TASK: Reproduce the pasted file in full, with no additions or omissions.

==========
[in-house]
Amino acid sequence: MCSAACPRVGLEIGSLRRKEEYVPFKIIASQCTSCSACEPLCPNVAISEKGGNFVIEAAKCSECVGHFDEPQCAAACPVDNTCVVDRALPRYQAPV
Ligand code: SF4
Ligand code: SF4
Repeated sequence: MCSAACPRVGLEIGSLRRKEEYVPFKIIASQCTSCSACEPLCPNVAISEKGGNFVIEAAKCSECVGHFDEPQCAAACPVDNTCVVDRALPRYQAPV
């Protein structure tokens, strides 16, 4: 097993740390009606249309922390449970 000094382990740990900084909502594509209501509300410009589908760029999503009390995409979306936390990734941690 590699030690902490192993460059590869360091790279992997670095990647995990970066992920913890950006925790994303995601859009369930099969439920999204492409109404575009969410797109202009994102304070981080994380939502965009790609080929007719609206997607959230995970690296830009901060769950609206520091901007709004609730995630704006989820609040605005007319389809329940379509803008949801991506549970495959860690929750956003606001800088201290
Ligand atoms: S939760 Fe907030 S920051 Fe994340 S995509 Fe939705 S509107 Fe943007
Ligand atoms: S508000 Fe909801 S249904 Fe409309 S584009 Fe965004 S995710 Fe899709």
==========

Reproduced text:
[in-house]
Amino acid sequence: MCSAACPRVGLEIGSLRRKEEYVPFKIIASQCTSCSACEPLCPNVAISEKGGNFVIEAAKCSECVGHFDEPQCAAACPVDNTCVVDRALPRYQAPV
Ligand code: SF4
Ligand code: SF4
Repeated sequence: MCSAACPRVGLEIGSLRRKEEYVPFKIIASQCTSCSACEPLCPNVAISEKGGNFVIEAAKCSECVGHFDEPQCAAACPVDNTCVVDRALPRYQAPV
């Protein structure tokens, strides 16, 4: 097993740390009606249309922390449970 000094382990740990900084909502594509209501509300410009589908760029999503009390995409979306936390990734941690 590699030690902490192993460059590869360091790279992997670095990647995990970066992920913890950006925790994303995601859009369930099969439920999204492409109404575009969410797109202009994102304070981080994380939502965009790609080929007719609206997607959230995970690296830009901060769950609206520091901007709004609730995630704006989820609040605005007319389809329940379509803008949801991506549970495959860690929750956003606001800088201290
Ligand atoms: S939760 Fe907030 S920051 Fe994340 S995509 Fe939705 S509107 Fe943007
Ligand atoms: S508000 Fe909801 S249904 Fe409309 S584009 Fe965004 S995710 Fe899709």